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 What kind of life does a Buddhist monastic lead?

Q: Was the institution of monasticism initiated by Shakyamuni?
A: No. By the time of the Buddha, renunciation of household life for religious self-cultivation was already commonplace within academic and philosophical circles. But because of the Buddha's status as a prince, his renunciation gave a boost to the practice. Buddhist who have left home life are generally called monks or nuns.


Q: Are such monastics the equivalent of the clergy of other religions?
A: Buddhist monks and nuns are merely those who renounce the household to practice for the sake of liberation (from samsara). They are not intermediaries between deities and human beings.


Q: What kind of life should a Buddhist monastic lead?
A: A monastic should lead a pure and frugal life. He or she should strictly uphold the precepts of abstaining from killing, stealing, sex, lying, hurtful speech, frivolous talk, alcohol, untimely eating and the use of perfumes and adornments. Other observances include refraining from singing and dancing or watching others sing and dance; sitting on high chairs and sleeping on luxurious beds; accepting precious things like gold, silver, elephants and horses.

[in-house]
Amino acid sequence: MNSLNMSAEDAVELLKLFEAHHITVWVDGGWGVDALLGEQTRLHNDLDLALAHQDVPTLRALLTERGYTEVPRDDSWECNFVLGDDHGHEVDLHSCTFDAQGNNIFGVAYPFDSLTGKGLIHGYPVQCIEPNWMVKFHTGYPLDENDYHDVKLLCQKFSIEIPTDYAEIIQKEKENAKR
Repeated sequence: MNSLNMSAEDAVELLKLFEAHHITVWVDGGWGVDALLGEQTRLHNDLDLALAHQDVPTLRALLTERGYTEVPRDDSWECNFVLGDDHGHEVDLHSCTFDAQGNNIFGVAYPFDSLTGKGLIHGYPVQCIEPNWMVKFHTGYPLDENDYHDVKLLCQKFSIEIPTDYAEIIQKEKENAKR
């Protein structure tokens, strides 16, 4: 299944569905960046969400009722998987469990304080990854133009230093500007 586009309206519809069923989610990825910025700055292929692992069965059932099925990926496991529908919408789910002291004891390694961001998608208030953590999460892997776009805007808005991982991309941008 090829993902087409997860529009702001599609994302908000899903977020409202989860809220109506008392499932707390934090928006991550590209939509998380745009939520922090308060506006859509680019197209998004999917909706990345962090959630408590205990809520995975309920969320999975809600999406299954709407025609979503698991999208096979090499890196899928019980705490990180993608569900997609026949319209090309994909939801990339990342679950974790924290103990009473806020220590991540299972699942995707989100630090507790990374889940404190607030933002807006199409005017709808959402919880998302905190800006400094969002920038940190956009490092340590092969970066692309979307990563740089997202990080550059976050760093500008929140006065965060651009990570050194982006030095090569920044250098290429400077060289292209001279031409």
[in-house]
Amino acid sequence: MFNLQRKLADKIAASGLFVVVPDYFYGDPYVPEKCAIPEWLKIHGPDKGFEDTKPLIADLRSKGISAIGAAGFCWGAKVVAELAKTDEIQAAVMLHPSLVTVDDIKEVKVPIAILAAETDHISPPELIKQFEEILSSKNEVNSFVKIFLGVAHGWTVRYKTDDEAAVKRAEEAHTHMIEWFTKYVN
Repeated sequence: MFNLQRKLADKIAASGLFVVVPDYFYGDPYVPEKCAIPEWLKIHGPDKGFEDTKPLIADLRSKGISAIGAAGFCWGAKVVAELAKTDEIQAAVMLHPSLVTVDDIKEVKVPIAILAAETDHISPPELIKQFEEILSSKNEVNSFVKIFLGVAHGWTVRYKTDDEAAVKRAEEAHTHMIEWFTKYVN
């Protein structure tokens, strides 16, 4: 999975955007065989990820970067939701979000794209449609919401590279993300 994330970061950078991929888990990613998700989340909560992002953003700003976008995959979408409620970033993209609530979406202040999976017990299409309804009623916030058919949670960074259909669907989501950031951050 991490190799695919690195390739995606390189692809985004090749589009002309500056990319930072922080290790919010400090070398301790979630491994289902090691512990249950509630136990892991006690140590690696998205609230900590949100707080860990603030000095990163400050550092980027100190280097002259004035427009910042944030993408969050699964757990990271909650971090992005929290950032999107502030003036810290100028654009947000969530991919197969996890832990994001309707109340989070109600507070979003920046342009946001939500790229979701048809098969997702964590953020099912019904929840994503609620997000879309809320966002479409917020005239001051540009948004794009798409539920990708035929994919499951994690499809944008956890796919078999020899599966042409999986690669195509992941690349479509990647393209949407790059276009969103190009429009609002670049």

Monastics should not have private possessions except robes, an alms bowl, razor, water-filter, needle and thread and other such necessities. Nor should they do business, engage in fortune-telling or spuriously display magical wonders. During the six periods of the day (morning, noon, dusk, nightfall, midnight and dawn), they should devote themselves to diligent study and practice of the Dharma, after allowing time for sleeping, alms rounds, food and drink, and labor.

From Buddhism for Beginners – Questions and Answers

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Characteristics

  • Recitation of Amitabha’s name, relying on his Fundamental Vow (the 18th)
  • Rebirth of ordinary beings in the Pure Land’s Realm of Rewards
  • Rebirth assured in the present lifetime
  • Non-retrogression achieved in this lifetime

Amitabha Buddhas

The 18th Vow of Amitabha Buddha

If, when I achieve Buddhahood, sentient beings of the ten directions who sincerely and joyfully entrust themselves to me, wish to be reborn in my land and recite my name, even ten times, should fail to be born there, may I not attain perfect enlightenment. Excepted are those who commit the five gravest transgressions or slander the correct Dharma.

Guiding Principles

Faith in, and acceptance of, Amitabha’s deliverance
Single-minded recitation of Amitabha’s name
Aspiration to rebirth in Amitabha’s Pure Land
Comprehensive deliverance of all sentient beings